You want to change your bad habits: Do you bite your nails? Snack on unhealthy foods? Suck your thumb? Pick your lips? With persistence and the right mindset, it’s possible to break your bad habits. Here’s how.
In my last post I talked about understanding habits; knowing why you do some of the things that you do. Understanding habits is very important because ultimately habits shape our lives and are a major determinant to the quality of lives that we lead. I highlighted the following as first steps to changing any bad habit you have. You must understand the current habit loop by 1. Consciously identifying the cue or habit trigger, 2. Identify the craving you sought to satisfy when you engaged in the habit routine, 3. Identify the reward that you get from the routine which causes your brain to reinforce the habit script.
It is important to know that habits can’t be destroyed, but they can be replaced. Trying to stop a bad habit in itself is not an effective method of dealing with the habit. When you identify and understand the habit loop you’re engaged in, you need to replace the routine with something beneficial to you and others around you.
If you have been diligent in following the three steps discussed in the last post about understanding your habit and documenting them, you should have a much clearer picture of what goes on. This will enable you develop the appropriate strategy to overcome the bad habit with a much better one.
The first step in replacing your bad habits is to make a conscious decision to change it. There is so much power in making a deliberate decision to change. This power is further fueled by the belief that you are capable of making the change. A decision without corresponding belief that leads to action will ultimately fail. Write it down as clearly as you can your decision to make a change and sign your name to it. This will serve as a reminder to you that you are in control of your own life and actions and that you are not subject to your habits.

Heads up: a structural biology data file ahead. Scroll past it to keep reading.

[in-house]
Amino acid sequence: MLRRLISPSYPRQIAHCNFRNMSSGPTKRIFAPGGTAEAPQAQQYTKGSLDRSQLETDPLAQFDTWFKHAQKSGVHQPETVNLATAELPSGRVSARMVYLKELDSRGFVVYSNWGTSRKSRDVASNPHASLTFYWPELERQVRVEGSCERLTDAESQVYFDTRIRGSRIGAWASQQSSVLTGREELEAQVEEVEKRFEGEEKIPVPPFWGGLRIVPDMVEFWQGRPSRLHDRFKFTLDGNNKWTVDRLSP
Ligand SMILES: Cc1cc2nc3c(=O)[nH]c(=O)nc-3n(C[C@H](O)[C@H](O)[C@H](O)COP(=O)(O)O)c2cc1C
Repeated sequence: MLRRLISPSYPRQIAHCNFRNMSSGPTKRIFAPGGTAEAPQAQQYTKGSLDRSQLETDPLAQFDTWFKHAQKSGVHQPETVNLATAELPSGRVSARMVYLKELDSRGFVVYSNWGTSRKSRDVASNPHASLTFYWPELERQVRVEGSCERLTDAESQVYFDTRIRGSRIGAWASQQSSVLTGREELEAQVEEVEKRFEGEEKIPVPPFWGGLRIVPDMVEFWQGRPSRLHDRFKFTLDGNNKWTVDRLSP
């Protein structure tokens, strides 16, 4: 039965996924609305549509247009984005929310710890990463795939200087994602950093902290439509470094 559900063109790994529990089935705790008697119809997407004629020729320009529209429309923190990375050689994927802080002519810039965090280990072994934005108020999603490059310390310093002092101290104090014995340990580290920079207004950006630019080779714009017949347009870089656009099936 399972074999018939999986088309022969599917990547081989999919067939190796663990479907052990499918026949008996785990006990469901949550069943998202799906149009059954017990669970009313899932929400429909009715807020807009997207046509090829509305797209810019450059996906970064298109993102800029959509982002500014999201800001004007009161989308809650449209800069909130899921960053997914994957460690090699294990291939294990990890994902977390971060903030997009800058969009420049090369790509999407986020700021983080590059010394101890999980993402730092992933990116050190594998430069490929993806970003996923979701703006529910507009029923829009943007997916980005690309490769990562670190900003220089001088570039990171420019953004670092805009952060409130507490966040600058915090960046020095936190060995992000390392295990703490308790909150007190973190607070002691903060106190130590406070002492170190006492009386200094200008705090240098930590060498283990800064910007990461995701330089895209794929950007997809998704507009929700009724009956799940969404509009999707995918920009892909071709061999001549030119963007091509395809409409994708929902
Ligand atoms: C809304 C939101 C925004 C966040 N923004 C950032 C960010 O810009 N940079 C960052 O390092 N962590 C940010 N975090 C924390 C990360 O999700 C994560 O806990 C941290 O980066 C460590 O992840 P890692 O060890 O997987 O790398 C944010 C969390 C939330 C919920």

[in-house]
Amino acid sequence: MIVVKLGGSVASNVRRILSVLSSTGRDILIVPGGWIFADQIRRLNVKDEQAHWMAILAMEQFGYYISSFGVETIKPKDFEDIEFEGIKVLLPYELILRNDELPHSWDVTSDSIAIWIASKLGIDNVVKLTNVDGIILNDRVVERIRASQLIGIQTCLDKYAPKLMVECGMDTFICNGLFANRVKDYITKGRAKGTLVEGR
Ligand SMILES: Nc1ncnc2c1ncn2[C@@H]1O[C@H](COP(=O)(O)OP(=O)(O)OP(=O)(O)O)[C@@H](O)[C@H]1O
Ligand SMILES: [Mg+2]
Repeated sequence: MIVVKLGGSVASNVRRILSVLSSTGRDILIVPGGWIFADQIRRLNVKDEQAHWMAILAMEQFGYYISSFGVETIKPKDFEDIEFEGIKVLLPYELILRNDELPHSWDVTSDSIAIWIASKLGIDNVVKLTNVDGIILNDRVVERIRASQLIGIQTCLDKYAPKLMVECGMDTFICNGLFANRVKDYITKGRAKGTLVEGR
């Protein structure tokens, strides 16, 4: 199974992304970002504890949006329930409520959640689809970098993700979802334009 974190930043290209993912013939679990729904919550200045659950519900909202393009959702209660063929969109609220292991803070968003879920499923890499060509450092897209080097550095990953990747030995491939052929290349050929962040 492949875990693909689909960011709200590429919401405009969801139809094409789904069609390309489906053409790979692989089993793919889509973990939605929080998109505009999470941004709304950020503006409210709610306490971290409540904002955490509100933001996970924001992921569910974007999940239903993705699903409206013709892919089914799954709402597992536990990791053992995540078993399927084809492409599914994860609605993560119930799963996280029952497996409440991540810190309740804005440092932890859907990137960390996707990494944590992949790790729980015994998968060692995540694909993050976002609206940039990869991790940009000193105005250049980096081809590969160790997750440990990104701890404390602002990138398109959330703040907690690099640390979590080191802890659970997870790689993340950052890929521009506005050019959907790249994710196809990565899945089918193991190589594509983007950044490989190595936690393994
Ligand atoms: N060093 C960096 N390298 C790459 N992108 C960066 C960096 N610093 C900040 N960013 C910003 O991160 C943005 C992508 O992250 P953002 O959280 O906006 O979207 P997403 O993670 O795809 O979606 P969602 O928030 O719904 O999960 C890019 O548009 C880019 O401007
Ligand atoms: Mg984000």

This attribute of making a conscious decision is one that makes humans unique. We have the power of choice. Even after being conditioned a certain way, if we do come to a state of consciousness and awareness we can make a decision to act differently than our impulses suggest for us to act.
Now that you have made the decision and you are armed with good information you can begin to take action. What may immediately come to mind is for you to eliminate the cues or triggers that set off the former habit. The problem with this is that it is not realistic to do. The fact is that life happens, and it is in the midst of living that we receive the impulses that cue us into the habit loop. But because you know what these triggers are and you are conscious of them when you notice a cue, rather than getting into auto-mode, you can now choose a different routine.
The way to pick the substitute routine is by looking at what craving you sought to satisfy by the routine and pick a different routine that will give you a similar satisfaction. For example you can choose to go on a long walk if you need to be distracted from something, a workout can provide you with stimulation and ultimately relax you, replacing unhealthy food for a snacking habit etc. If you bite your nails or crack your knuckles, sitting on your hands and carefully breathing and counting can be a replacement.
In replacing habits what I have found to be extremely effective is to keep my eyes focused on a promise from the Bible that address the condition. So rather than leave myself to mere will power and belief, I put my belief in what a verse of Scripture says about the situation. For a habit of worrying about what people think about me, I have identified Scriptures on being accepted and loved by God. So when the trigger is activated, I focus on the Scripture and consciously engage in a routine of self talk based on the memorized Bible verse.
The final thing is to reward yourself with the new routine. A reward should not be elaborate but simple and harmless enough that you can do it as often times as possible without adverse effects. An example is to reward yourself with $1 towards a special meal at the end of the month for each time you successfully substituted the old routine with the new. In the same vein, you should ding yourself for each time you engaged in the old routine. Understand that I’m not referring to pulling yourself down and trashing yourself. The punishment should be small. The reward should outweigh the punishment so that you are not focused on what you’re going to loose, but rather on what you have to gain.
Behavioral conditioning is a long process, and breaking a habit loop takes time. We all want things to change overnight, but the habit was not learned overnight, therefore, be realistic in your expectations. As long as you’re committed to changing the bad habit and are still improving, don’t pay too much attention to how long the process is taking. You’ll get there eventually.